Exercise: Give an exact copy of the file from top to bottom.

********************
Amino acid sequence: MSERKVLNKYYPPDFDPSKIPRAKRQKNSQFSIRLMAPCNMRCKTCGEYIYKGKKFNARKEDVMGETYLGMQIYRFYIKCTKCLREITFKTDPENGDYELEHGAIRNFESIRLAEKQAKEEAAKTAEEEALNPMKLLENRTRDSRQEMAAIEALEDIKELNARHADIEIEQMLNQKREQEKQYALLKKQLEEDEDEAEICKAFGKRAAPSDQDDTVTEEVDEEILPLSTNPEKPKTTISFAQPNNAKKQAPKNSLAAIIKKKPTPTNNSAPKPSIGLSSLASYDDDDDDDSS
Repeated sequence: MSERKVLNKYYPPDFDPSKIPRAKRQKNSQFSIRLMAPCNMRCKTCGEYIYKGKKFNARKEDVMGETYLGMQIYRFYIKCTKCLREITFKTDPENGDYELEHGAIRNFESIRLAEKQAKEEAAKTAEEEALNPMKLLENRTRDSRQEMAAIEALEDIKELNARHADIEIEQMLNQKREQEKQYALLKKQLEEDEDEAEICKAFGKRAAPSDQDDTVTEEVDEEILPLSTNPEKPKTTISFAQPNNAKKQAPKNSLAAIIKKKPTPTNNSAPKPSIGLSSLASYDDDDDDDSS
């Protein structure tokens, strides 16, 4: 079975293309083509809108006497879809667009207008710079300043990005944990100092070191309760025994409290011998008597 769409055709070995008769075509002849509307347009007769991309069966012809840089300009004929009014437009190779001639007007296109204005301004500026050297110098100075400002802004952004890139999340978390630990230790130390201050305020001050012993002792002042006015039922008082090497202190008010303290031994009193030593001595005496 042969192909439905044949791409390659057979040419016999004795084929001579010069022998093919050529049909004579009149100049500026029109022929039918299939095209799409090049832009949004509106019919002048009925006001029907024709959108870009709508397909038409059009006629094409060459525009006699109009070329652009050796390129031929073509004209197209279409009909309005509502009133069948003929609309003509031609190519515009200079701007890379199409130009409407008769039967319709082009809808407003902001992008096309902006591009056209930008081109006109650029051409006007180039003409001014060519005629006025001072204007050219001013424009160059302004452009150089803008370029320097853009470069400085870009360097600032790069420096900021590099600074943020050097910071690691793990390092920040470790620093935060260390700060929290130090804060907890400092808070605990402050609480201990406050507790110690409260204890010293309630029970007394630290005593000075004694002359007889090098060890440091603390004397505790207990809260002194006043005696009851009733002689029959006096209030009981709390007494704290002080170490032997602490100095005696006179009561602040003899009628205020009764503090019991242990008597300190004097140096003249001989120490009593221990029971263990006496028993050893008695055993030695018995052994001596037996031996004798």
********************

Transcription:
Amino acid sequence: MSERKVLNKYYPPDFDPSKIPRAKRQKNSQFSIRLMAPCNMRCKTCGEYIYKGKKFNARKEDVMGETYLGMQIYRFYIKCTKCLREITFKTDPENGDYELEHGAIRNFESIRLAEKQAKEEAAKTAEEEALNPMKLLENRTRDSRQEMAAIEALEDIKELNARHADIEIEQMLNQKREQEKQYALLKKQLEEDEDEAEICKAFGKRAAPSDQDDTVTEEVDEEILPLSTNPEKPKTTISFAQPNNAKKQAPKNSLAAIIKKKPTPTNNSAPKPSIGLSSLASYDDDDDDDSS
Repeated sequence: MSERKVLNKYYPPDFDPSKIPRAKRQKNSQFSIRLMAPCNMRCKTCGEYIYKGKKFNARKEDVMGETYLGMQIYRFYIKCTKCLREITFKTDPENGDYELEHGAIRNFESIRLAEKQAKEEAAKTAEEEALNPMKLLENRTRDSRQEMAAIEALEDIKELNARHADIEIEQMLNQKREQEKQYALLKKQLEEDEDEAEICKAFGKRAAPSDQDDTVTEEVDEEILPLSTNPEKPKTTISFAQPNNAKKQAPKNSLAAIIKKKPTPTNNSAPKPSIGLSSLASYDDDDDDDSS
């Protein structure tokens, strides 16, 4: 079975293309083509809108006497879809667009207008710079300043990005944990100092070191309760025994409290011998008597 769409055709070995008769075509002849509307347009007769991309069966012809840089300009004929009014437009190779001639007007296109204005301004500026050297110098100075400002802004952004890139999340978390630990230790130390201050305020001050012993002792002042006015039922008082090497202190008010303290031994009193030593001595005496 042969192909439905044949791409390659057979040419016999004795084929001579010069022998093919050529049909004579009149100049500026029109022929039918299939095209799409090049832009949004509106019919002048009925006001029907024709959108870009709508397909038409059009006629094409060459525009006699109009070329652009050796390129031929073509004209197209279409009909309005509502009133069948003929609309003509031609190519515009200079701007890379199409130009409407008769039967319709082009809808407003902001992008096309902006591009056209930008081109006109650029051409006007180039003409001014060519005629006025001072204007050219001013424009160059302004452009150089803008370029320097853009470069400085870009360097600032790069420096900021590099600074943020050097910071690691793990390092920040470790620093935060260390700060929290130090804060907890400092808070605990402050609480201990406050507790110690409260204890010293309630029970007394630290005593000075004694002359007889090098060890440091603390004397505790207990809260002194006043005696009851009733002689029959006096209030009981709390007494704290002080170490032997602490100095005696006179009561602040003899009628205020009764503090019991242990008597300190004097140096003249001989120490009593221990029971263990006496028993050893008695055993030695018995052994001596037996031996004798």